Quine's "Two Dogmas" is a concerted attack on the analytic/synthetic distinction. At first this might seem to be a fairly easily dispensable part of the positivist picture. But Quine shows that it is in fact crucial to the positivist view that theoretical sentences are definable in terms of observation sentences, and thus also to their defense of reductionism and foundationalism.
Quine's attack consists of two main components. There is, first of all, his discussion of various attempts to characterize the distinction precisely. (This occupies sections 2-5 of the article.) Here are a few of the twists and turns of this discussion. Which sentences are analytic? Perhaps:
(1) those which can be transformed into logical truths by substituting synonyms for synonyms.
But this simply presupposes the notion of synonymy, which is just as much in need of explanation as the notion of analyticity it is supposed to explain. So we might try:
(2) those which are true by definition (= those which can be turned into logical truths by substitution of definitions for the terms they define).
But now we need to know what constitutes a definition. If we want our definitions to accurately reflect actual usage, then we will need to make sure that the definitions only define words in other terms with which they are synonymous: but in that case we are presupposing the notion of synonymy. Gilbert Harman has used an analogy which is useful in understanding this part of Quine's argument. We may see Quine as arguing that there is no sure-fire way of distinguishing those linguistic regularities that are due to the meanings of our terms and those that are due to our beliefs. We all believe very firmly that cats are animals. But there may be no criterion by means of which to determine whether this is because we think being an animal is part of the meaning of 'cat', or whether it is just because the fact that cats are animals is a particularly obvious empirical truth. As Harman puts it, there is no distinction between our mental dictionary and our mental encyclopedia: we just have a bunch of beliefs about cats, with no sharp line between those true in virtue of meaning and those true because of the facts. (Gilbert Harman, Thought, Princeton University Press, 1973, p. 97.)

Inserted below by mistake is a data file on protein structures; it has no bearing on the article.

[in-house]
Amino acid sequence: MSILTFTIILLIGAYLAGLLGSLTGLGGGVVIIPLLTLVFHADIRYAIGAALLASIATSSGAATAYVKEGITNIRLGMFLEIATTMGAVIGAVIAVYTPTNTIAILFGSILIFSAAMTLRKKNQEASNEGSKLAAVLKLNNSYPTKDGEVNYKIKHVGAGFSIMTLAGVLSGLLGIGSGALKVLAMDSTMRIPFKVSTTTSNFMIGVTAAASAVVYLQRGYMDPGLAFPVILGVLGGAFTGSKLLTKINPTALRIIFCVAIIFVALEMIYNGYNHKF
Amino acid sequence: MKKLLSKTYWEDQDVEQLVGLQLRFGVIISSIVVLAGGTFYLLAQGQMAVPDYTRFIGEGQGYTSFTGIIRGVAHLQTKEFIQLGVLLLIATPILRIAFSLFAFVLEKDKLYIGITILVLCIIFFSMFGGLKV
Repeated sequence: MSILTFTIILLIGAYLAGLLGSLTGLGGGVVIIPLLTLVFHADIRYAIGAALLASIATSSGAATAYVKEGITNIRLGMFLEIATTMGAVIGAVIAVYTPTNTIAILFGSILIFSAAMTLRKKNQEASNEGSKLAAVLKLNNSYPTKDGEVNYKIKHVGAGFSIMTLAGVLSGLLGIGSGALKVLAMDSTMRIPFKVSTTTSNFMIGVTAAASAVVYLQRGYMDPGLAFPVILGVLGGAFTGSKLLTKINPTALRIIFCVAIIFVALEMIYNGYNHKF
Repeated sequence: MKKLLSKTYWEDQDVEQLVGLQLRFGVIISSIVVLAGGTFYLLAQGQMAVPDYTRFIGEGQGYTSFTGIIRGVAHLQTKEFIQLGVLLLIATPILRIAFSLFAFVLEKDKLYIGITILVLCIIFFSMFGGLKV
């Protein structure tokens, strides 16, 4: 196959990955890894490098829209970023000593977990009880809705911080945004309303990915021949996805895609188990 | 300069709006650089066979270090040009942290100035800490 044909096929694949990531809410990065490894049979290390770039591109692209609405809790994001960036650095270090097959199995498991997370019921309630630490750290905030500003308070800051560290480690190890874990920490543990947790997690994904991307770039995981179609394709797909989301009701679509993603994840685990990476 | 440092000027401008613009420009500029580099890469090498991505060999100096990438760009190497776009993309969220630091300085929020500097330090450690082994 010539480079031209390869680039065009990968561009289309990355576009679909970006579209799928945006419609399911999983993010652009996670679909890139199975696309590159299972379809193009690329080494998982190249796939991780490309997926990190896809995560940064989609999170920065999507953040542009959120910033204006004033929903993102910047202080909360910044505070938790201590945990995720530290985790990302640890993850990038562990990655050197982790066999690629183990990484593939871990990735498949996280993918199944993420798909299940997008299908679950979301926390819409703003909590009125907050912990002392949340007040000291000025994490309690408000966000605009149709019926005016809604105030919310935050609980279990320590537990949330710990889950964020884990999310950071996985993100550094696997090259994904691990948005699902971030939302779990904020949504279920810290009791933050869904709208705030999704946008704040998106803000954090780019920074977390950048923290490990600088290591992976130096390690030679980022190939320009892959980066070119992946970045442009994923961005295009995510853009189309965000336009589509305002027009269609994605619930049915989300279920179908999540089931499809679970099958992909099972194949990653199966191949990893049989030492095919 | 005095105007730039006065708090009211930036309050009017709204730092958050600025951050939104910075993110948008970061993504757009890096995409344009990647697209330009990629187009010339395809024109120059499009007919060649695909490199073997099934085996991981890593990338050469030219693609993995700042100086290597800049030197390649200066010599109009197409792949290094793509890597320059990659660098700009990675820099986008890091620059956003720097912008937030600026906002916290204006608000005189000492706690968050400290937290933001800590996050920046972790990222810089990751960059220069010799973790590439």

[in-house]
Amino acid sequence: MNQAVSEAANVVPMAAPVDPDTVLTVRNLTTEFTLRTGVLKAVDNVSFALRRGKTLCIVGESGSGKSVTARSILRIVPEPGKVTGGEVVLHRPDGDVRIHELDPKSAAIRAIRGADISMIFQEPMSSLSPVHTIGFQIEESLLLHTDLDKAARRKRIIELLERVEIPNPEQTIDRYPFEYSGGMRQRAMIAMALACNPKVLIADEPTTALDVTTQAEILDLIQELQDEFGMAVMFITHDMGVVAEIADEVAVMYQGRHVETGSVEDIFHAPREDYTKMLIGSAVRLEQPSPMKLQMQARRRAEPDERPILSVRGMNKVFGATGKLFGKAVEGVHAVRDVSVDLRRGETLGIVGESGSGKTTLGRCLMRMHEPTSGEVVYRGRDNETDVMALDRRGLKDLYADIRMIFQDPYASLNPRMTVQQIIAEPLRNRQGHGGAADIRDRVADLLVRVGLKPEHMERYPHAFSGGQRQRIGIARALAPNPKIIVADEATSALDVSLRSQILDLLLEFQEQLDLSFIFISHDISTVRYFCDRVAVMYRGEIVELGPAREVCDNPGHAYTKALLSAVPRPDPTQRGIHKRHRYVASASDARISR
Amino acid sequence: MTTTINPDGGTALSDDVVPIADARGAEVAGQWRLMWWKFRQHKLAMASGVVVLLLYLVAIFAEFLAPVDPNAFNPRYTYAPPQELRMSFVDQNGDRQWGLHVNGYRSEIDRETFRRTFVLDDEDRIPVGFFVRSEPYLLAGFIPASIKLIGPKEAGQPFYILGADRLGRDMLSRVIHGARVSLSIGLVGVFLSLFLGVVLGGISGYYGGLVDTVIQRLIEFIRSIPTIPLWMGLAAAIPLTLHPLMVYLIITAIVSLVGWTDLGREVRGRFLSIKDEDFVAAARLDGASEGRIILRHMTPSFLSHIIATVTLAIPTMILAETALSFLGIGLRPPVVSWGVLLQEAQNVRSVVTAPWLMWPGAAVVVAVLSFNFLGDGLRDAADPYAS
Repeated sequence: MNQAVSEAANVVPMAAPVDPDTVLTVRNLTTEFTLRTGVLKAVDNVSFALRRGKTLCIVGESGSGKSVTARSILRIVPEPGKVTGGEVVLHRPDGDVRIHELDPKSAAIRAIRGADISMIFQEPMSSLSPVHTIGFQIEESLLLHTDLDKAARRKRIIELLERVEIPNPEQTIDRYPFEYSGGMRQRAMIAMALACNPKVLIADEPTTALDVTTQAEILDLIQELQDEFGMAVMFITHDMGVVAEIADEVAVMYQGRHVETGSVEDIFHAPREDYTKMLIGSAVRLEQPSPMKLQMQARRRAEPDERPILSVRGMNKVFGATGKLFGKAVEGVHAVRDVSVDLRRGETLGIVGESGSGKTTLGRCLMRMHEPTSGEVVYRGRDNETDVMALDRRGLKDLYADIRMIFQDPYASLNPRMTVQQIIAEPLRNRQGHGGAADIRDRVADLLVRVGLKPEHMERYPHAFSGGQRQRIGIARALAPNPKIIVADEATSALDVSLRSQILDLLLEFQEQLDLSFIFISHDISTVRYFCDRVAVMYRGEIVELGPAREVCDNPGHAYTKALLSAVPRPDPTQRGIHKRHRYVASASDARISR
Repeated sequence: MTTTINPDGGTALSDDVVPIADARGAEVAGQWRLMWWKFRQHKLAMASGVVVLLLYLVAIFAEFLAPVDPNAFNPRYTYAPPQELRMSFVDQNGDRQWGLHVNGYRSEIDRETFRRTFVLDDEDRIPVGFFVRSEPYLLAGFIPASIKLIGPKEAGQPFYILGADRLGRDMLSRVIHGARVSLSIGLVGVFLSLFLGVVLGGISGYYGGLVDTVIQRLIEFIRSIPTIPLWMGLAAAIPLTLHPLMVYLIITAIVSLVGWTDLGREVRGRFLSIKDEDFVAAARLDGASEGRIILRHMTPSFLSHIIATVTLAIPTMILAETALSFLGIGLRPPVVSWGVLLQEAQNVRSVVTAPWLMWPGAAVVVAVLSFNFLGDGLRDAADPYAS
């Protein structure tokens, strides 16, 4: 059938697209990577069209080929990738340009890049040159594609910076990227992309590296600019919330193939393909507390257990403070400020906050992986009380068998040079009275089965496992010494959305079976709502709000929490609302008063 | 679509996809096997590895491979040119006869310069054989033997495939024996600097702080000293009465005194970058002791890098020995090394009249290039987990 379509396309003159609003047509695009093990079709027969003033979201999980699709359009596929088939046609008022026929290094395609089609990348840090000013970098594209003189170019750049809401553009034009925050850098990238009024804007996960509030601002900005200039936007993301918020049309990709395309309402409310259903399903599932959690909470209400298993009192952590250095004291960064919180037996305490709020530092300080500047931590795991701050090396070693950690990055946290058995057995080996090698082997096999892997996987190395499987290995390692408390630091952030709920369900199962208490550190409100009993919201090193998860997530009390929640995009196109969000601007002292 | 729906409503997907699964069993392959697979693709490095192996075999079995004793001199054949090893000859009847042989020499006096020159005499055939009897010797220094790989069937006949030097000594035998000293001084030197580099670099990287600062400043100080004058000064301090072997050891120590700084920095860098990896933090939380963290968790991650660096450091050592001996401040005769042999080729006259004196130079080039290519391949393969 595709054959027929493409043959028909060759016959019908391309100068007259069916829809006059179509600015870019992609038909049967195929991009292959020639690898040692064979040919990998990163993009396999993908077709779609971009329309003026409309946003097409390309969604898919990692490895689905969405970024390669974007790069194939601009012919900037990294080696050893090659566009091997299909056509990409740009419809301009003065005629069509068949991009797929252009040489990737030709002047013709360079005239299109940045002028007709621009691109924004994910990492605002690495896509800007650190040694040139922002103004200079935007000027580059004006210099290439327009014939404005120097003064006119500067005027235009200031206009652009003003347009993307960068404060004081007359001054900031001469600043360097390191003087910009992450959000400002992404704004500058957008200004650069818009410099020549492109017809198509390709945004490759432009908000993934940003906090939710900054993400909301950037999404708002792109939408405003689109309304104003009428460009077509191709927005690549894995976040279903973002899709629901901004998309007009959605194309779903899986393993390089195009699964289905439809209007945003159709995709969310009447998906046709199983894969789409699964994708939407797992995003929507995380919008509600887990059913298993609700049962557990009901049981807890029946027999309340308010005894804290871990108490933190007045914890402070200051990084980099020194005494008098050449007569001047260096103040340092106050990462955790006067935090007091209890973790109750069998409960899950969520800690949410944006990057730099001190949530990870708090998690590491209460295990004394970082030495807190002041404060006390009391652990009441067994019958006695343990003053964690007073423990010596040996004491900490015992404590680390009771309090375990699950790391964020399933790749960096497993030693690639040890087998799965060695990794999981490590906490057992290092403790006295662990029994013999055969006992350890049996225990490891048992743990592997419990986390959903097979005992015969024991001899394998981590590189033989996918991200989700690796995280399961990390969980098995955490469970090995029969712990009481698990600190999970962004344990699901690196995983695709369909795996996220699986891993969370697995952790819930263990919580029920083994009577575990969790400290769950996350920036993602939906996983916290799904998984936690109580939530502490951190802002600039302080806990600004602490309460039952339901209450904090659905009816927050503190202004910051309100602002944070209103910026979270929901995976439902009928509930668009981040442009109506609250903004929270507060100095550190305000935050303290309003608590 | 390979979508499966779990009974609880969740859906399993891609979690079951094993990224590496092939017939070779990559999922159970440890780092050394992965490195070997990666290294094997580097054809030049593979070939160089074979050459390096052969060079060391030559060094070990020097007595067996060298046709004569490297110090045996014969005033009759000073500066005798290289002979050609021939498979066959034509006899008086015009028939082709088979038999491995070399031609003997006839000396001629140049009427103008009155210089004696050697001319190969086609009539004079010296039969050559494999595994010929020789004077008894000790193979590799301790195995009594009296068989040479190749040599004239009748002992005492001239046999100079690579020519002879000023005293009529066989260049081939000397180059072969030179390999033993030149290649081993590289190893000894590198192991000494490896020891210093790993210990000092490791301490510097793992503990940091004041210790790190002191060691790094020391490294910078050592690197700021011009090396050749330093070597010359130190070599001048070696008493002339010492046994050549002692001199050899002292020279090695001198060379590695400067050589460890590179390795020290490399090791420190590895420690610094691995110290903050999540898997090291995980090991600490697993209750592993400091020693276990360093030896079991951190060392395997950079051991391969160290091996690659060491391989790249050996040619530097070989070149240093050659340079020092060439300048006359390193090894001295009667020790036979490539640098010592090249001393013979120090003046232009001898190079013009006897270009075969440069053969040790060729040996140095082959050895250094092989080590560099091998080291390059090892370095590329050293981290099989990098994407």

Of course, we can simply choose to use one expression as an abbreviation for a longer and more cumbersome one, as we use 'NOW' to abbreviate 'The National Organization for Women'. Even Quine might concede that it is analytic that NOW is a national organization, for instance. But (a) we very rarely use expressions explicitly and exclusively as abbreviations, so this phenomenon certainly cannot provide a general account of analyticity; (b) even in such seemingly obvious cases, it is not entirely clear that there are any analytic truths; for instance, NOW might go international, or perhaps shrink to a single state, without changing its name; again, it might decide its goals are to avoid any sort of discriminatory treatment, whether of women, of men, of racial minorities, or whatever; in such a case it would no longer be an organization specifically for women, but for purposes of recognition it might still retain its familiar name. Thus, even in cases where a certain expression begins as a mere abbreviation, it is likely to take on a life of its own.